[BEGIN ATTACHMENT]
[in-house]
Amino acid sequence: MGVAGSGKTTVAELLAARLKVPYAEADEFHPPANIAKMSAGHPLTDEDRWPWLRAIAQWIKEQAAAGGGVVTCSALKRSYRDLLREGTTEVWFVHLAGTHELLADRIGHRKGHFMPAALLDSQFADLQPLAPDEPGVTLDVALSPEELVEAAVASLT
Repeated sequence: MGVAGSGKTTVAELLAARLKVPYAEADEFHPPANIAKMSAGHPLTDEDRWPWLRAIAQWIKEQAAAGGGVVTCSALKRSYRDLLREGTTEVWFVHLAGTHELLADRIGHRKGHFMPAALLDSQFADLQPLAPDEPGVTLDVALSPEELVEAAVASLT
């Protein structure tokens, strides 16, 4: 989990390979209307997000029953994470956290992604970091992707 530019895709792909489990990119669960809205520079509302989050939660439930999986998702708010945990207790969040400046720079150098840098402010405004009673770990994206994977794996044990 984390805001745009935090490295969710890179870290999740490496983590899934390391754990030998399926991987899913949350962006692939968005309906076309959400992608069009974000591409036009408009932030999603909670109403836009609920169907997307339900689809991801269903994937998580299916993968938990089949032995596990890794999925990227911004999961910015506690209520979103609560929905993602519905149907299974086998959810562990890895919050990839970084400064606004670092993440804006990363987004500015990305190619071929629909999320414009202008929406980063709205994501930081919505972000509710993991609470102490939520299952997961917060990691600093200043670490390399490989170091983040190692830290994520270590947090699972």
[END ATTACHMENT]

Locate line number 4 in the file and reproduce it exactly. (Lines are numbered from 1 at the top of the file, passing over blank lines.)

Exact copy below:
């Protein structure tokens, strides 16, 4: 989990390979209307997000029953994470956290992604970091992707 530019895709792909489990990119669960809205520079509302989050939660439930999986998702708010945990207790969040400046720079150098840098402010405004009673770990994206994977794996044990 984390805001745009935090490295969710890179870290999740490496983590899934390391754990030998399926991987899913949350962006692939968005309906076309959400992608069009974000591409036009408009932030999603909670109403836009609920169907997307339900689809991801269903994937998580299916993968938990089949032995596990890794999925990227911004999961910015506690209520979103609560929905993602519905149907299974086998959810562990890895919050990839970084400064606004670092993440804006990363987004500015990305190619071929629909999320414009202008929406980063709205994501930081919505972000509710993991609470102490939520299952997961917060990691600093200043670490390399490989170091983040190692830290994520270590947090699972």